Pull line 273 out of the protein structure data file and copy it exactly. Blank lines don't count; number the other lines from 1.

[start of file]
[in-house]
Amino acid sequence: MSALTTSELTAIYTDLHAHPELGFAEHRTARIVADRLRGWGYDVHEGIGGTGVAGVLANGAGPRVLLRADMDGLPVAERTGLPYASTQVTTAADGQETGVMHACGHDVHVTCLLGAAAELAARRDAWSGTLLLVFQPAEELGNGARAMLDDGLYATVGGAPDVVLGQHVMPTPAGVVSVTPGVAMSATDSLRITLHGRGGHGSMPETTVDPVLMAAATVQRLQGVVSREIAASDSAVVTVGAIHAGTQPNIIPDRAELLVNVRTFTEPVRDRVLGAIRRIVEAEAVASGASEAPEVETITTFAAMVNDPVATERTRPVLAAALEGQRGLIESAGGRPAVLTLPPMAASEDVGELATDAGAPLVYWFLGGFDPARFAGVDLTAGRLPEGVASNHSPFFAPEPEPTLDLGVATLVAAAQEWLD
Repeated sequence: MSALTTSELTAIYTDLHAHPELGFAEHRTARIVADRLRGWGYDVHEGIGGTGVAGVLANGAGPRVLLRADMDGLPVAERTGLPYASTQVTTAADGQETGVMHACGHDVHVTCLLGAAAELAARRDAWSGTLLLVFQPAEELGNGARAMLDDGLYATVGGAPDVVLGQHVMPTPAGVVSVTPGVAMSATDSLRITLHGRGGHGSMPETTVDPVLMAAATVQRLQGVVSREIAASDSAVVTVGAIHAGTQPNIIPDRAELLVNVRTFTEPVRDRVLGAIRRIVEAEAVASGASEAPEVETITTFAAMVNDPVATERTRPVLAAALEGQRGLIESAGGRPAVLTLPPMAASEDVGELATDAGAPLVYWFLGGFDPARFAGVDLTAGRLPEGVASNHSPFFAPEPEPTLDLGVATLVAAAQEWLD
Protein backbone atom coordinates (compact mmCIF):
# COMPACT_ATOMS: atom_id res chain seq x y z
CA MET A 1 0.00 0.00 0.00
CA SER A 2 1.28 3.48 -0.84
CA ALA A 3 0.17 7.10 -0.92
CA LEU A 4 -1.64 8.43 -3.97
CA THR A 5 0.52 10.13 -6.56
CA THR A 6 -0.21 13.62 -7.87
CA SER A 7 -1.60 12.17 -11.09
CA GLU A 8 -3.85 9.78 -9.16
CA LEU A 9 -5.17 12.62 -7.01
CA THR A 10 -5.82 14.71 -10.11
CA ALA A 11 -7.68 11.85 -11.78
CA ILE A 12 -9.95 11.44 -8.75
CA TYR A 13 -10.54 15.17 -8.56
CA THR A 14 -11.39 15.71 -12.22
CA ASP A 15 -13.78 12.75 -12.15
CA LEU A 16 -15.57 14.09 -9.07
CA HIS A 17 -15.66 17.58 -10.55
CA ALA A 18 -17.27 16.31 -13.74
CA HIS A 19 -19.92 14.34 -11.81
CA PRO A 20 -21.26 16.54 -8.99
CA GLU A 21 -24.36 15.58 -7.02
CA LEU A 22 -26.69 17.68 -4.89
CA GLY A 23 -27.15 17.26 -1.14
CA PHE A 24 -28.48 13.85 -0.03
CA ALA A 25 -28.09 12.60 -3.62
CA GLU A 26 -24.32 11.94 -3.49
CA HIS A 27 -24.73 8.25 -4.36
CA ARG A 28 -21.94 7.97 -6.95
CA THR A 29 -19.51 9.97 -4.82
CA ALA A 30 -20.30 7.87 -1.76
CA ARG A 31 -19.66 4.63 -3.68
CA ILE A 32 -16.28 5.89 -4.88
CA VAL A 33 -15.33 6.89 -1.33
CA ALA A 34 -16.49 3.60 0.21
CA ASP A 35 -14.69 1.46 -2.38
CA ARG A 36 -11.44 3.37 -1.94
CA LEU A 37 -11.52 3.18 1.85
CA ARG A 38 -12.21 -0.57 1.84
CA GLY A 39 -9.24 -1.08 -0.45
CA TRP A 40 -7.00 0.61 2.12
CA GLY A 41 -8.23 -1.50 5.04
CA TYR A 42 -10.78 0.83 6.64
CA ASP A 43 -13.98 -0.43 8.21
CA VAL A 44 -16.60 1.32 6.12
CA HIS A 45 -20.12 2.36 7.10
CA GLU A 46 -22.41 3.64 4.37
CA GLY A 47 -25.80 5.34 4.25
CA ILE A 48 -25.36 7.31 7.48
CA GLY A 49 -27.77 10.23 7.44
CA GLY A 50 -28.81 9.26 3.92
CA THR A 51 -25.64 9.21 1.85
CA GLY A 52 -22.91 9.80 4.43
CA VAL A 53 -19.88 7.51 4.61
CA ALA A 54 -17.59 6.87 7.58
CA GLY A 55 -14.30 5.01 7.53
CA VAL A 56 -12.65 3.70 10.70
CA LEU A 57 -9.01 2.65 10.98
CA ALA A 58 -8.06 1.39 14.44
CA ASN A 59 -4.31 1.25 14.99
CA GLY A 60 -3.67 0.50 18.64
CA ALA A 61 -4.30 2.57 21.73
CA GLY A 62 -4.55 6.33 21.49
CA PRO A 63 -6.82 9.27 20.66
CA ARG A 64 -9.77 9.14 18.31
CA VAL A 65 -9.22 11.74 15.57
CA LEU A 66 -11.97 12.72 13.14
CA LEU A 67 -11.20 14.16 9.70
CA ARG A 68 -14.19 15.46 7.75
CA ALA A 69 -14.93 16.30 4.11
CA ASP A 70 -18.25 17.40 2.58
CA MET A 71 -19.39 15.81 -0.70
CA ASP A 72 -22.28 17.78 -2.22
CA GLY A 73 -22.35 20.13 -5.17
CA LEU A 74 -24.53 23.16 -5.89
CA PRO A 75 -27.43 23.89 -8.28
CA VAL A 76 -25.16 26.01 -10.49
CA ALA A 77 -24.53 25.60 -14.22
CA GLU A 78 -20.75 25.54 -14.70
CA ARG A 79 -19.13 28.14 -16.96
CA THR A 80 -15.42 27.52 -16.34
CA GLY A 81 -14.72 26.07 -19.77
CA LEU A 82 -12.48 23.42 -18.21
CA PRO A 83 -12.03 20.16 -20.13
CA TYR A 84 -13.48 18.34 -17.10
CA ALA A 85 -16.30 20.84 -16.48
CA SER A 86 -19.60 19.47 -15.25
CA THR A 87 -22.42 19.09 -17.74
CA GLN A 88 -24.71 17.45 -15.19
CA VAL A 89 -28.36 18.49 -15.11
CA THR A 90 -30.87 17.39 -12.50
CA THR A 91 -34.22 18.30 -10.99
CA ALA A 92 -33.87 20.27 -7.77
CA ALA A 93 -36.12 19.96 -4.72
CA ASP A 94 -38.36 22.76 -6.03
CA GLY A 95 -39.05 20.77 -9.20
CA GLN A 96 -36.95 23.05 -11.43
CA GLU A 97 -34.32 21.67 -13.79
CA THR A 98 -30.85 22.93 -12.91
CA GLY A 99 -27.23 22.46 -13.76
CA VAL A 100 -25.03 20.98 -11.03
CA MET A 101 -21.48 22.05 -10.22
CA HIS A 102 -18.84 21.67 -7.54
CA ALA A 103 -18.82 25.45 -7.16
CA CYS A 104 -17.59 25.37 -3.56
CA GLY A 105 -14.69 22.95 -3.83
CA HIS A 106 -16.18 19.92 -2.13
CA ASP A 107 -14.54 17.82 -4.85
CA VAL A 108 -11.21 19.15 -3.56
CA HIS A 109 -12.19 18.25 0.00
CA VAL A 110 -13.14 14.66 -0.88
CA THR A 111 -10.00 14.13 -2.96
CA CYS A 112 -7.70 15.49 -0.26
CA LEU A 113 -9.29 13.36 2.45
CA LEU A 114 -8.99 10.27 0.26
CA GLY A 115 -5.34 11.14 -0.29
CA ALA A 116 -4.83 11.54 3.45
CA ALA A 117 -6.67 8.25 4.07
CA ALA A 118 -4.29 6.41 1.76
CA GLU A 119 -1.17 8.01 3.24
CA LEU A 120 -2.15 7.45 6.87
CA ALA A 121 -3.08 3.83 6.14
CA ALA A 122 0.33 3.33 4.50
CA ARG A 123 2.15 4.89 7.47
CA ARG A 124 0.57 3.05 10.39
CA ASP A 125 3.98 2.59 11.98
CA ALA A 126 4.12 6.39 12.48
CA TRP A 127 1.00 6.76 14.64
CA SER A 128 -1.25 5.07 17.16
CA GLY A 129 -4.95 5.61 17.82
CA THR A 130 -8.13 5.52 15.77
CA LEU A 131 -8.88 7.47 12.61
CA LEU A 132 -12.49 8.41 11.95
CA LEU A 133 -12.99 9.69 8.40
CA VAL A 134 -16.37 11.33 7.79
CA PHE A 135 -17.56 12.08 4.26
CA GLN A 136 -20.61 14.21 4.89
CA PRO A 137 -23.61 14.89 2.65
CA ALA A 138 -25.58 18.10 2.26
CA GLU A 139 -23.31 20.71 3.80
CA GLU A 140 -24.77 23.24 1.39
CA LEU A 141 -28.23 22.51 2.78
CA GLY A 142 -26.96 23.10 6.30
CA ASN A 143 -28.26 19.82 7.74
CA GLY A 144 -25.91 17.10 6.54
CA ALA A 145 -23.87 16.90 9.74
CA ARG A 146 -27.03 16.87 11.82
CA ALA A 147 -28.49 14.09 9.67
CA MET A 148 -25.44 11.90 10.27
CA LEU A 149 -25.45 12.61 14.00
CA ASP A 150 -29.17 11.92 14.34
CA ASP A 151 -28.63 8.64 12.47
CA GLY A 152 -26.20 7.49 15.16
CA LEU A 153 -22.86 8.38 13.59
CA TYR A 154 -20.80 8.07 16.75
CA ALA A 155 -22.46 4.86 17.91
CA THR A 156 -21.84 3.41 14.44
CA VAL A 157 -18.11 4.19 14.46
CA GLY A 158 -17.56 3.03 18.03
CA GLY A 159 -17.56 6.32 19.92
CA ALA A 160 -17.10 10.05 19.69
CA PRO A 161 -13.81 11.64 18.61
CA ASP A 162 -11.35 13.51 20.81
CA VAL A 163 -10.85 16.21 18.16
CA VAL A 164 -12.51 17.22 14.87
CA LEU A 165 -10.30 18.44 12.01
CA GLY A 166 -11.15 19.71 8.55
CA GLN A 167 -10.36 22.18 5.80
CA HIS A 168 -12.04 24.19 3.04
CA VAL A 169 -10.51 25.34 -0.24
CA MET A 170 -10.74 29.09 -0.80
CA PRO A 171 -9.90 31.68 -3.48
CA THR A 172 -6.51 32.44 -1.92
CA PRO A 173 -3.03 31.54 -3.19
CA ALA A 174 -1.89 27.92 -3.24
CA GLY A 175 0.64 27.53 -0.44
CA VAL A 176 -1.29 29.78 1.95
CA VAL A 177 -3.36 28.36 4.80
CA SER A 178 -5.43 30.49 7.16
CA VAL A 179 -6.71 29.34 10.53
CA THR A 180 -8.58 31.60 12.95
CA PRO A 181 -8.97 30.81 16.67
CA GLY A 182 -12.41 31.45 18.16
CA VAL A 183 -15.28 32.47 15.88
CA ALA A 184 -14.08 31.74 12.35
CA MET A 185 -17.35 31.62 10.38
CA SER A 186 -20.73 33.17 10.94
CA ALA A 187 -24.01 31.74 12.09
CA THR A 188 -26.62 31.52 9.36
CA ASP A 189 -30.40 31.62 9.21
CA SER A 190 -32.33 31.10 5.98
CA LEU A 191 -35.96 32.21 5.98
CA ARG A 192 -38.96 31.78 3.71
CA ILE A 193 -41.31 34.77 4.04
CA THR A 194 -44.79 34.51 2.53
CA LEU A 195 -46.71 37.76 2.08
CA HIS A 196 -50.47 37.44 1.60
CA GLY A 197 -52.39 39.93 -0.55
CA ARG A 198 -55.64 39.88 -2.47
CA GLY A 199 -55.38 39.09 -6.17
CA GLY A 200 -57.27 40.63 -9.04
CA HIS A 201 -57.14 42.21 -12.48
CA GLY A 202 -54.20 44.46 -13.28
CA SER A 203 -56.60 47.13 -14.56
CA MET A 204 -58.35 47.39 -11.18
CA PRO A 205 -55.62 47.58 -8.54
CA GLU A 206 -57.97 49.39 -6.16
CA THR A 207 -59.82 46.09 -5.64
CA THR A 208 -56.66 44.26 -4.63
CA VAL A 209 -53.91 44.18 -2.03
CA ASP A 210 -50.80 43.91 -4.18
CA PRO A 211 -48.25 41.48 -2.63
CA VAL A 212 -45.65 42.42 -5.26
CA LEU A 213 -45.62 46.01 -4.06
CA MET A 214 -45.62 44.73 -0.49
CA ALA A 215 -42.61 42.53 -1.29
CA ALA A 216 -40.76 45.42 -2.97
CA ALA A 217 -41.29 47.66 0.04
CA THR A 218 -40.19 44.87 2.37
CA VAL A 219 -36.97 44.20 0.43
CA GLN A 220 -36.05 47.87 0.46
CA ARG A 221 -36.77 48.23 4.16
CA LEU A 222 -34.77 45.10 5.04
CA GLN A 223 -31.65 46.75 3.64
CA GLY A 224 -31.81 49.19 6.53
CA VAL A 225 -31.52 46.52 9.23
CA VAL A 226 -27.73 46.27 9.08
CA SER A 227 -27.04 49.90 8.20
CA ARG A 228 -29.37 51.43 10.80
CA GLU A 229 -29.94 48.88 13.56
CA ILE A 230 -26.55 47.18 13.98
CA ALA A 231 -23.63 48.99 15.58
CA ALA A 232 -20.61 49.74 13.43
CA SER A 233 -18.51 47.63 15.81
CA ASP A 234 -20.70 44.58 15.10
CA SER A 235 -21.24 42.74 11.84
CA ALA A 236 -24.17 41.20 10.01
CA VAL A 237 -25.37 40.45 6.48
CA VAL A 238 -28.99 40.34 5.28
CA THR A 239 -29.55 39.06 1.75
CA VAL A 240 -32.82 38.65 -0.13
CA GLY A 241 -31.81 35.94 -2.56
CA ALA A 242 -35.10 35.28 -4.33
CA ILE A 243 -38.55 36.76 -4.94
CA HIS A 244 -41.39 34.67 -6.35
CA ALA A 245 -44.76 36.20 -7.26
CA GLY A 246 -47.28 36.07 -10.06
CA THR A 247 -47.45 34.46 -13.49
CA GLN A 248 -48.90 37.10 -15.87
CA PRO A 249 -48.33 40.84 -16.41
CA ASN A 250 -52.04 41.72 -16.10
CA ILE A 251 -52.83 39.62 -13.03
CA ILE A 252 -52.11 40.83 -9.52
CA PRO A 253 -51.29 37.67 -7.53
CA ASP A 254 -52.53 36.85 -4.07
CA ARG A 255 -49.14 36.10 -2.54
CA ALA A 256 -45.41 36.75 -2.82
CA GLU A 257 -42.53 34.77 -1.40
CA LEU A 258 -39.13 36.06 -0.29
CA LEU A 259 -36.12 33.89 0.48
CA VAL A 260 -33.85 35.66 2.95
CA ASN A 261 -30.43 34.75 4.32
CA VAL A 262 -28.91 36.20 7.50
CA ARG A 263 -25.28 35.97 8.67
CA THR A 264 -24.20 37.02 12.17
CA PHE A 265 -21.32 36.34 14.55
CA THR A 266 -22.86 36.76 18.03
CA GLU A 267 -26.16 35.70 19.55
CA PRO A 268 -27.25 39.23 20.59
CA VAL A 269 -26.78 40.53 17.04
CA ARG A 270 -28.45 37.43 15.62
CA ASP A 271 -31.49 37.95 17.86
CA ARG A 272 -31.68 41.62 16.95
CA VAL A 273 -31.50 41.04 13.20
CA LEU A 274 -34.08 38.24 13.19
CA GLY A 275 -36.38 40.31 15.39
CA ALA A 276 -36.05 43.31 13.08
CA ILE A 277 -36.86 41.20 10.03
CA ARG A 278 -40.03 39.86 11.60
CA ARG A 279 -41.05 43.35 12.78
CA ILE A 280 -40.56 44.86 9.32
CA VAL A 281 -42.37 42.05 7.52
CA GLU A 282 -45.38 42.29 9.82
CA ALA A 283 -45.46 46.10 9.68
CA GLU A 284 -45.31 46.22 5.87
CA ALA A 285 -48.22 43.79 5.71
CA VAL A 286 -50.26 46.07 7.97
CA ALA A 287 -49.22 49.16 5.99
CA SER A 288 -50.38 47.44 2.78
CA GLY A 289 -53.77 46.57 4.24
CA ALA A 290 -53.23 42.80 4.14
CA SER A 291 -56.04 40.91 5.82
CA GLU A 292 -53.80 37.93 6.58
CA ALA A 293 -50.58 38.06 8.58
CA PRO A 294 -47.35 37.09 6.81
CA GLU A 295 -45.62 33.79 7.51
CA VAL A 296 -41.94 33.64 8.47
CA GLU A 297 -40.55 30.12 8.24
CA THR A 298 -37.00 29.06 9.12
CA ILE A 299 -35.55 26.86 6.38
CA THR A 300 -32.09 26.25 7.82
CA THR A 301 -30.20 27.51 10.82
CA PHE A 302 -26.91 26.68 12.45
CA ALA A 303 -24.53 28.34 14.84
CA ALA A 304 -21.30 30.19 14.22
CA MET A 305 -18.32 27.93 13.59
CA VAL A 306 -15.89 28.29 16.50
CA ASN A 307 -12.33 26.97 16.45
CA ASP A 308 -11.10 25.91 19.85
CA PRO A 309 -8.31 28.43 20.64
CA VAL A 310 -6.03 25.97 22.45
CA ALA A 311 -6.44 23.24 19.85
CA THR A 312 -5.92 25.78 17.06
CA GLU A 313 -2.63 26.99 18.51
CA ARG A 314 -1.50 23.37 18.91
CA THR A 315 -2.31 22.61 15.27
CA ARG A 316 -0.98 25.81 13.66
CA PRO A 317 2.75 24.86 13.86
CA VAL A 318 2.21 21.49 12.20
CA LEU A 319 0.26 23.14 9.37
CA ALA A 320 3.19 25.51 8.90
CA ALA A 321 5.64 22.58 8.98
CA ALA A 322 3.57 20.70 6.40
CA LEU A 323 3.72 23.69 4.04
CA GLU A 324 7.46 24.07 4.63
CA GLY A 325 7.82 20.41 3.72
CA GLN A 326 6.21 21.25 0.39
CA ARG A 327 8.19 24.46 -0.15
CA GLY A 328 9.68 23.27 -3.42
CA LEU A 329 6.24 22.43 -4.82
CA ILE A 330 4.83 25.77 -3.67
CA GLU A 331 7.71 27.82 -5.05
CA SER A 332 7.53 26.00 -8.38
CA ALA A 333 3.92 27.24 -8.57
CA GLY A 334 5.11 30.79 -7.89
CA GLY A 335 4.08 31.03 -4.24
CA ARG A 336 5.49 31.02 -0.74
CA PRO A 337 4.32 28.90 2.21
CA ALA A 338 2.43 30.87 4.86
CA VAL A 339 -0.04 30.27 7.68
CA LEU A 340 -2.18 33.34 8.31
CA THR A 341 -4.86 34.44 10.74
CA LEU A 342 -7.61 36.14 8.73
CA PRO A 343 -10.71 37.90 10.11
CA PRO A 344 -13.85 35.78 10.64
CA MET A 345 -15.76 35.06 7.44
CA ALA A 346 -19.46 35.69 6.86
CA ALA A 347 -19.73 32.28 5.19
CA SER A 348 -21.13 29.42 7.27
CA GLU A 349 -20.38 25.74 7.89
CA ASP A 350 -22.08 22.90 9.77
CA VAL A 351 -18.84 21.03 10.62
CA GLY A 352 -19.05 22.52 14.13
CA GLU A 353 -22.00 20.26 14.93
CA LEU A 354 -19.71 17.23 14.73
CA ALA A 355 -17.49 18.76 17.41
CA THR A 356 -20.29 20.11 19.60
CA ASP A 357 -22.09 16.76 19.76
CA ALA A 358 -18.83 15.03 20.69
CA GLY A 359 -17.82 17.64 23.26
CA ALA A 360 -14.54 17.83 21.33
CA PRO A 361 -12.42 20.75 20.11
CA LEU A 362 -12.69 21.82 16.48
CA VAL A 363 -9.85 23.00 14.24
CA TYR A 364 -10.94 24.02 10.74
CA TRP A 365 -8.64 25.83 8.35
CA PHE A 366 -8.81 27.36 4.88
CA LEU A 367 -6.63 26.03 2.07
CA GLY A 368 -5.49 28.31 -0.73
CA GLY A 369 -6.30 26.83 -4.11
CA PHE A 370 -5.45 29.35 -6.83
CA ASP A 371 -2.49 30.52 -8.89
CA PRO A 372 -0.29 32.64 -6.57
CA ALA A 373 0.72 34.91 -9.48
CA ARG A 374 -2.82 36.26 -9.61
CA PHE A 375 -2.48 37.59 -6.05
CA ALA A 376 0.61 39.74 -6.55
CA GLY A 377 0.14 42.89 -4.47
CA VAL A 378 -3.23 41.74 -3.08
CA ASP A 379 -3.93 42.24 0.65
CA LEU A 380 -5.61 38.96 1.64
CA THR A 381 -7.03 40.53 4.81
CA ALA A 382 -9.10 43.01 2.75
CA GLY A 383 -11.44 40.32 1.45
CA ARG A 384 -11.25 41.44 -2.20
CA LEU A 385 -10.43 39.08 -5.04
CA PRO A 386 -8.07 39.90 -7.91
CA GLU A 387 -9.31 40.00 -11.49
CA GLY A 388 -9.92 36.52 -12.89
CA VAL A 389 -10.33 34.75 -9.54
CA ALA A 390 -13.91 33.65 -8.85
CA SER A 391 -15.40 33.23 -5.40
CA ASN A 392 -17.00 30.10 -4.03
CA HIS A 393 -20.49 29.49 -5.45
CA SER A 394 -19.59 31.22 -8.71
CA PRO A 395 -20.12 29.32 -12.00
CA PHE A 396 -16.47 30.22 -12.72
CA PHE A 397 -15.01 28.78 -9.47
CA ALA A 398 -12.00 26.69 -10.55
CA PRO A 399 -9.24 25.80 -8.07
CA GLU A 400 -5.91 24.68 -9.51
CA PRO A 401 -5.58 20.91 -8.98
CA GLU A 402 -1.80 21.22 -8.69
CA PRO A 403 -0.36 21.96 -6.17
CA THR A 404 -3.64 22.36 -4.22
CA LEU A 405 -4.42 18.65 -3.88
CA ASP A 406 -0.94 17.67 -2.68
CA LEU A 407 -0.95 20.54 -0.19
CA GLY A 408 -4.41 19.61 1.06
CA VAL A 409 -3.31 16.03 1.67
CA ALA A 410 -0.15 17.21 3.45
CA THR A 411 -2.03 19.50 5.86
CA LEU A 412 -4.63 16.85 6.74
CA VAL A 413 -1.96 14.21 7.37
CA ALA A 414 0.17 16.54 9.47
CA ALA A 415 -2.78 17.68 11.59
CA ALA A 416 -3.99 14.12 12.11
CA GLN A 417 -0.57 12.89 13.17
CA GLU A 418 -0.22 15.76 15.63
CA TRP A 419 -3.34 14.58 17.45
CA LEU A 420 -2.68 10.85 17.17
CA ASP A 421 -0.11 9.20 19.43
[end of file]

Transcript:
CA PRO A 268 -27.25 39.23 20.59